Cinnamon-Apple Raisin Challah: sweet circle of life

Happy Rosh Hashanah! Have you made your challah yet?

Challah is typically made as a long, braided loaf, its crust a shiny golden brown from a glaze of beaten egg applied before baking.

But Rosh Hashanah challah, which celebrates the Jewish new year, often appears in a spiral — signifying the circle of life.

This particular challah is studded with fresh apple and raisins, and rolled in an aromatic coating of cinnamon-sugar — autumn flavors to complement the September Rosh Hashanah holiday.

Don’t observe Rosh Hashanah? Try this challah anyway. You can never go wrong with apples, cinnamon, and raisins, right?

Did you know that by clicking anywhere on this block of pictures, you can enlarge them to full size? Go ahead, give it a try; it’ll work for any of our photos.

Place the following in a mixing bowl:

1/2 cup lukewarm water
6 tablespoons vegetable oil
2 large eggs
2 tablespoons honey
4 cups (17 ounces) King Arthur Unbleached All-Purpose Flour
1 3/4 teaspoons salt
4 teaspoons instant yeast, SAF Gold instant yeast preferred*
3/4 cup raisins, regular, golden, or a mixture
3/4 cup diced apple (1/2″ cubes); leave the skin on, if you like

*If you use regular (SAF Red) instant yeast, you’ll see an increase in your rising times.

Combine all of the dough ingredients and mix and knead them, by hand, mixer, or bread machine, until you have a soft, smooth dough (as pictured at top, above).

Allow the dough to rise, covered, for about 1 to 2 hours (or more, if you don’t use SAF Gold yeast), or until it’s puffy, though not necessarily doubled in bulk. An 8-cup measure is a handy tool for tracking the dough’s rise.

Gently deflate the dough, and transfer it to a lightly greased work surface.

Pat and roll the dough into a 36″ rope, tapering one end. Poke any raisins or apple bits sticking out of the dough back underneath the dough’s surface; this will help prevent them from burning in the oven.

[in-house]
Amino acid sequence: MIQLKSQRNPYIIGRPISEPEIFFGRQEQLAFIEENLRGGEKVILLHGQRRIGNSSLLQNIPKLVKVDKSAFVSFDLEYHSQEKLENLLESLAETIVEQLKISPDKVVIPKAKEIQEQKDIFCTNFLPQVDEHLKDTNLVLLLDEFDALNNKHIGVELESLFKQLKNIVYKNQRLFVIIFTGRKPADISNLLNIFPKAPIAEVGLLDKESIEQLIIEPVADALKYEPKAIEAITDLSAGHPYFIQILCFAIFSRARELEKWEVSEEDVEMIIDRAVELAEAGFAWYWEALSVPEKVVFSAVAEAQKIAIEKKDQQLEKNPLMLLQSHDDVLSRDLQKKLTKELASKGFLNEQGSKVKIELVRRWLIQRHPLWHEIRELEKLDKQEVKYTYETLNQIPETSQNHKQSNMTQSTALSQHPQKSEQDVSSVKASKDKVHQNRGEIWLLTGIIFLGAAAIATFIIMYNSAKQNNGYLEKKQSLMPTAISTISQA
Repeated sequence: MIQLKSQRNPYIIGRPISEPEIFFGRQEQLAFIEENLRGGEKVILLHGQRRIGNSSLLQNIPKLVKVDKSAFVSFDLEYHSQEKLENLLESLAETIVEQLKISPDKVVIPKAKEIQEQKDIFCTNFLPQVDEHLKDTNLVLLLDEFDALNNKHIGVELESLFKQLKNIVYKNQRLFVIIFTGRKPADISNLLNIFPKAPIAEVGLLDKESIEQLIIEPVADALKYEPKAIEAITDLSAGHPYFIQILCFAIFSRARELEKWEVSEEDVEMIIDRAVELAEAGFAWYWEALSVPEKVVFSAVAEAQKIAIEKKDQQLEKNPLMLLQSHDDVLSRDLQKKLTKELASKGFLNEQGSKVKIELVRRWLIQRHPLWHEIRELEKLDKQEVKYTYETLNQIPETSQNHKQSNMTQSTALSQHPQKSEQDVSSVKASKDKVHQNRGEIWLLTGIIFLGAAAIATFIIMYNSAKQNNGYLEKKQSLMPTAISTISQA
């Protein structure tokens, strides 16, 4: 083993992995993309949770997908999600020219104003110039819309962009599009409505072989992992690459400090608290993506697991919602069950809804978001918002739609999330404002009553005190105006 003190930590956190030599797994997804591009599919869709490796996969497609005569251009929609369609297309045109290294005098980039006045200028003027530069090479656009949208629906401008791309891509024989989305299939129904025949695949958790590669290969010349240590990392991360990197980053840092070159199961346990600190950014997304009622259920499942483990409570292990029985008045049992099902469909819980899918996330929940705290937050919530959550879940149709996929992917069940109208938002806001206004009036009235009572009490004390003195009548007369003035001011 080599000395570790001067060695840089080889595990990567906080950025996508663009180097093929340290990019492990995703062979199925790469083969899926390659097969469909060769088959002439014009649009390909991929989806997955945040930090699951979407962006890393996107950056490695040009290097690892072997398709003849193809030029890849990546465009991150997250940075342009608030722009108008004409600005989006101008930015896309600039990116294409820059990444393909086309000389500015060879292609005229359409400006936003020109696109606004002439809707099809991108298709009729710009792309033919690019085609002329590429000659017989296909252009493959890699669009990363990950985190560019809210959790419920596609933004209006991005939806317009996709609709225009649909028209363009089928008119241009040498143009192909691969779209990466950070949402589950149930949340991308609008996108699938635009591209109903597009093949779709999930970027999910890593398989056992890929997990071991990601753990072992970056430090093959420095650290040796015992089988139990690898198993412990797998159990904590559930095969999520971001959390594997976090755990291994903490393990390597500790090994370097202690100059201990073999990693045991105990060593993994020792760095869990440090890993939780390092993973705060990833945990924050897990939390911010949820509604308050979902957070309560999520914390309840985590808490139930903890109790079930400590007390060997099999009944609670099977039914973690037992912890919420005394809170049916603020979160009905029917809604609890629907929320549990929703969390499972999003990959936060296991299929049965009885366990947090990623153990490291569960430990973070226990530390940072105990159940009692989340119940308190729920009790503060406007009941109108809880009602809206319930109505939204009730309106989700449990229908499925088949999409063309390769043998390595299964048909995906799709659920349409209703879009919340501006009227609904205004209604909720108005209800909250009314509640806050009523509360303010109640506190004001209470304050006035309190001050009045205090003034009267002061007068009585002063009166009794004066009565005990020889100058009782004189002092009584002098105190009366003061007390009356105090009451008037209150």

Sprinkle the dough with cinnamon-sugar, rolling it around to coat as completely as possible.

Starting with the tapered end, coil the rope loosely into a lightly greased 9″ round cake pan, starting at the center and working outwards. Scrape any extra cinnamon-sugar off the counter, and sprinkle it atop the coiled dough.

Cover the loaf with lightly greased plastic wrap (or place it in a proof box), and let it rise until it’s very puffy, 60 to 90 minutes.

Towards the end of the rising time, preheat the oven to 375°F.

Whisk together 1 large egg white and 1 tablespoon water, and brush this glaze over the risen loaf.

Sprinkle with additional cinnamon-sugar, if desired.

Place the cake pan atop a baking sheet; this will insulate the bread’s bottom crust, and keep it from browning too much.

Put the challah in the lower third of the oven, and bake it for 20 minutes.

Tent the challah loosely with aluminum foil, and bake for an additional 18 to 22 minutes, until the loaf is golden brown.

An instant-read thermometer inserted into the center will register 200°F or above.

Remove the bread from the oven, carefully turn it out of the pan, and place it on a rack to cool.

For best results, wait until the bread is completely cool before slicing.

Oh, and if there are any leftovers, consider apple-cinnamon raisin French toast; nothing could be finer.

Read, bake, and review (please) our recipe for Cinnamon-Apple Raisin Challah.

Print just the recipe.

PJ Hamel
About

PJ Hamel grew up in New England, graduated from Brown University, and was a Maine journalist before joining King Arthur Flour in 1990. PJ bakes and writes from her home on Cape Cod, where she enjoys beach-walking, her husband, two dogs, and really good food!

comments

  1. Katherine

    I make challah bread all the time. Make it for french toast and it’s amazing. I made this apple raisin challah and omgoodness… the best thing I have ever tasted. My question is, I have friends in California that I send challah too. Now, I live in Arizona, will this ship well, will it spoil because of the fruit inside?

    Reply
    1. The Baker's Hotline